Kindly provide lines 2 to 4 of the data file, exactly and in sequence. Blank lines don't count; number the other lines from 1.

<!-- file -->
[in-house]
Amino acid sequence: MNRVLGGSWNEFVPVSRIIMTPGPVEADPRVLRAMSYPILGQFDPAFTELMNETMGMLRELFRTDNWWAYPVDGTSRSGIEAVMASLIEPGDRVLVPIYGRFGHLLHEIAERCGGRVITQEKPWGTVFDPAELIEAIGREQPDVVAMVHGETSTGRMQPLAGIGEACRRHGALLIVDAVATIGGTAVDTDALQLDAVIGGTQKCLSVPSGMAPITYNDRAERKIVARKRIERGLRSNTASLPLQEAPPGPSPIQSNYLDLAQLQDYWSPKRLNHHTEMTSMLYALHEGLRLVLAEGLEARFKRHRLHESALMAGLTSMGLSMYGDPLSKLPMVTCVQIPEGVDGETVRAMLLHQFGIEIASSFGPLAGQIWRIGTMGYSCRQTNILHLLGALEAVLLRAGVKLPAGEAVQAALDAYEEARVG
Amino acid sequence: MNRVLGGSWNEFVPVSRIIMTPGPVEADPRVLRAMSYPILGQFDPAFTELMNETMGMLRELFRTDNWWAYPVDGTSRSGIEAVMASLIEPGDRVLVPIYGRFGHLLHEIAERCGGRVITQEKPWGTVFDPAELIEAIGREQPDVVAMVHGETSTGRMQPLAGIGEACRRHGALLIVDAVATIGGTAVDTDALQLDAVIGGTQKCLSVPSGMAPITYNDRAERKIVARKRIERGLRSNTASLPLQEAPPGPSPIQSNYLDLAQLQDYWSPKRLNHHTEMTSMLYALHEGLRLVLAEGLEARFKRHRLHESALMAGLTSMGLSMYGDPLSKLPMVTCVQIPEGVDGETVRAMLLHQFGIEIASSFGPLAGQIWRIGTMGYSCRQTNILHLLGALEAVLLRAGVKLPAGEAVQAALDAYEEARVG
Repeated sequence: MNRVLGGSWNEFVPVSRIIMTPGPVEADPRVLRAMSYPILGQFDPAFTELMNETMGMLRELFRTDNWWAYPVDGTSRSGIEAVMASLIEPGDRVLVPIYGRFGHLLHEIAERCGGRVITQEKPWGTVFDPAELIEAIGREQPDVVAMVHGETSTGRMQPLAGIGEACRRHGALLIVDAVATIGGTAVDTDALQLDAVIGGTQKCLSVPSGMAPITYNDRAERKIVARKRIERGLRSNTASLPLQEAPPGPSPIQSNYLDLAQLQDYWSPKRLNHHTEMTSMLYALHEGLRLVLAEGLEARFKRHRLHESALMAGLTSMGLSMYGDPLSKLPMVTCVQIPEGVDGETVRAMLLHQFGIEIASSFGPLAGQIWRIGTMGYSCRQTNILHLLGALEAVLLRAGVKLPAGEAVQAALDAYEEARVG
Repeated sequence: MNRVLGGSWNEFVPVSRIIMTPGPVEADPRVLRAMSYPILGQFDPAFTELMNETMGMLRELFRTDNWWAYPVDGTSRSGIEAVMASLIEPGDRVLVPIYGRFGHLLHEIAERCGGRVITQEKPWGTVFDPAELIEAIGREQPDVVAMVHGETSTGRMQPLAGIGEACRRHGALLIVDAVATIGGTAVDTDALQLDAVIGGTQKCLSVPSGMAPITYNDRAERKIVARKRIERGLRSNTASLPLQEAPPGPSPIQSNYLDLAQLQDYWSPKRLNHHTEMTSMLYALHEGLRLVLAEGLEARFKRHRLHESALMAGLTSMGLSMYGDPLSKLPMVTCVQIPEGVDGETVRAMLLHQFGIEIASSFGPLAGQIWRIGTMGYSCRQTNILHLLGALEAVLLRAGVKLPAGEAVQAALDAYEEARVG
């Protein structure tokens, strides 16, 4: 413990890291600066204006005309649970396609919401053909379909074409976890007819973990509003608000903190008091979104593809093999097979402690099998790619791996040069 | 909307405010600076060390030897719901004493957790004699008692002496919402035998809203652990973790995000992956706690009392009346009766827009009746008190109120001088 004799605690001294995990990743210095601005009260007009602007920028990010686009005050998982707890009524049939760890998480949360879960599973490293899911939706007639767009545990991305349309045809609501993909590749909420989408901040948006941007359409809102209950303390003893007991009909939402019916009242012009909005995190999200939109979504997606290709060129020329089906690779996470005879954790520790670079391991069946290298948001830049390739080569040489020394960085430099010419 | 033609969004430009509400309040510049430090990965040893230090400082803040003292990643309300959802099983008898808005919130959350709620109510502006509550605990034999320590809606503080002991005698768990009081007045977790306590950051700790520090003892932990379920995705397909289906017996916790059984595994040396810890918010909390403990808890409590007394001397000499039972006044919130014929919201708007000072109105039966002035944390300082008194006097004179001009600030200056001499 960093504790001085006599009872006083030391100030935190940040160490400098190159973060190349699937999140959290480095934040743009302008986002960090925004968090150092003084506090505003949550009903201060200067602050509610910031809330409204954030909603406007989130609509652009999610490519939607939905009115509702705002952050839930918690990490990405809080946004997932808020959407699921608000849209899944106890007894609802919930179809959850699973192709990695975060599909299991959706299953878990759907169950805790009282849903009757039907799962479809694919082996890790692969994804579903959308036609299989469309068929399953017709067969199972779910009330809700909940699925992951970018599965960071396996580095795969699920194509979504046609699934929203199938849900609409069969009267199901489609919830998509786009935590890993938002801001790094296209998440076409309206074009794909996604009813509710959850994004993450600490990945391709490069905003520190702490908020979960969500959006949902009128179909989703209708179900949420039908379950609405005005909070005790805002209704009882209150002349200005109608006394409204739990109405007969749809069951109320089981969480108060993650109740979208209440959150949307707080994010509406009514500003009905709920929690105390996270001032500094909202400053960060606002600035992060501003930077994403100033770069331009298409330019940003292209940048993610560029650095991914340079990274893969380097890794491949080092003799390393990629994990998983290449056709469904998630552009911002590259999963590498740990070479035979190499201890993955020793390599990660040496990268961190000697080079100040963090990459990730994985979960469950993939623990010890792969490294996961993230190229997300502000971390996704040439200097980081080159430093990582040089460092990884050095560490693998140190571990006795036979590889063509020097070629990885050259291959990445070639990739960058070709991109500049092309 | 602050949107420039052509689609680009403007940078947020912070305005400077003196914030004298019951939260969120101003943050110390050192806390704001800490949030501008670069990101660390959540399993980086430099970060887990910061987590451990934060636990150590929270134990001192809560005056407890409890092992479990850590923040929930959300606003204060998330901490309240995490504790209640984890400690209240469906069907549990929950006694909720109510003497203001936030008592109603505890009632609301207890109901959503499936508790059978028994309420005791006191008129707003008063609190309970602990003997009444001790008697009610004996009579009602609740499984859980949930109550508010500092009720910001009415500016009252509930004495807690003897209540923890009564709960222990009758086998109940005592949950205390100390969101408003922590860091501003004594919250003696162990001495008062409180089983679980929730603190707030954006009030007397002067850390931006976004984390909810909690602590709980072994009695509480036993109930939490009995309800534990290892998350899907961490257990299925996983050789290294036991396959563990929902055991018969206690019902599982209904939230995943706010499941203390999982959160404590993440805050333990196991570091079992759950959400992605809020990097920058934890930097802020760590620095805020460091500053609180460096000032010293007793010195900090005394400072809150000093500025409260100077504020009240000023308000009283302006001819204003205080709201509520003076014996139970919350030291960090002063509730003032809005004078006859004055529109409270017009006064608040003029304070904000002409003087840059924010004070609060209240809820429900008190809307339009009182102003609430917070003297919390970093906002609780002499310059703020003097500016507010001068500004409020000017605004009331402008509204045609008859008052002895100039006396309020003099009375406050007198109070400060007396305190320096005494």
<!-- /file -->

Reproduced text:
Amino acid sequence: MNRVLGGSWNEFVPVSRIIMTPGPVEADPRVLRAMSYPILGQFDPAFTELMNETMGMLRELFRTDNWWAYPVDGTSRSGIEAVMASLIEPGDRVLVPIYGRFGHLLHEIAERCGGRVITQEKPWGTVFDPAELIEAIGREQPDVVAMVHGETSTGRMQPLAGIGEACRRHGALLIVDAVATIGGTAVDTDALQLDAVIGGTQKCLSVPSGMAPITYNDRAERKIVARKRIERGLRSNTASLPLQEAPPGPSPIQSNYLDLAQLQDYWSPKRLNHHTEMTSMLYALHEGLRLVLAEGLEARFKRHRLHESALMAGLTSMGLSMYGDPLSKLPMVTCVQIPEGVDGETVRAMLLHQFGIEIASSFGPLAGQIWRIGTMGYSCRQTNILHLLGALEAVLLRAGVKLPAGEAVQAALDAYEEARVG
Amino acid sequence: MNRVLGGSWNEFVPVSRIIMTPGPVEADPRVLRAMSYPILGQFDPAFTELMNETMGMLRELFRTDNWWAYPVDGTSRSGIEAVMASLIEPGDRVLVPIYGRFGHLLHEIAERCGGRVITQEKPWGTVFDPAELIEAIGREQPDVVAMVHGETSTGRMQPLAGIGEACRRHGALLIVDAVATIGGTAVDTDALQLDAVIGGTQKCLSVPSGMAPITYNDRAERKIVARKRIERGLRSNTASLPLQEAPPGPSPIQSNYLDLAQLQDYWSPKRLNHHTEMTSMLYALHEGLRLVLAEGLEARFKRHRLHESALMAGLTSMGLSMYGDPLSKLPMVTCVQIPEGVDGETVRAMLLHQFGIEIASSFGPLAGQIWRIGTMGYSCRQTNILHLLGALEAVLLRAGVKLPAGEAVQAALDAYEEARVG
Repeated sequence: MNRVLGGSWNEFVPVSRIIMTPGPVEADPRVLRAMSYPILGQFDPAFTELMNETMGMLRELFRTDNWWAYPVDGTSRSGIEAVMASLIEPGDRVLVPIYGRFGHLLHEIAERCGGRVITQEKPWGTVFDPAELIEAIGREQPDVVAMVHGETSTGRMQPLAGIGEACRRHGALLIVDAVATIGGTAVDTDALQLDAVIGGTQKCLSVPSGMAPITYNDRAERKIVARKRIERGLRSNTASLPLQEAPPGPSPIQSNYLDLAQLQDYWSPKRLNHHTEMTSMLYALHEGLRLVLAEGLEARFKRHRLHESALMAGLTSMGLSMYGDPLSKLPMVTCVQIPEGVDGETVRAMLLHQFGIEIASSFGPLAGQIWRIGTMGYSCRQTNILHLLGALEAVLLRAGVKLPAGEAVQAALDAYEEARVG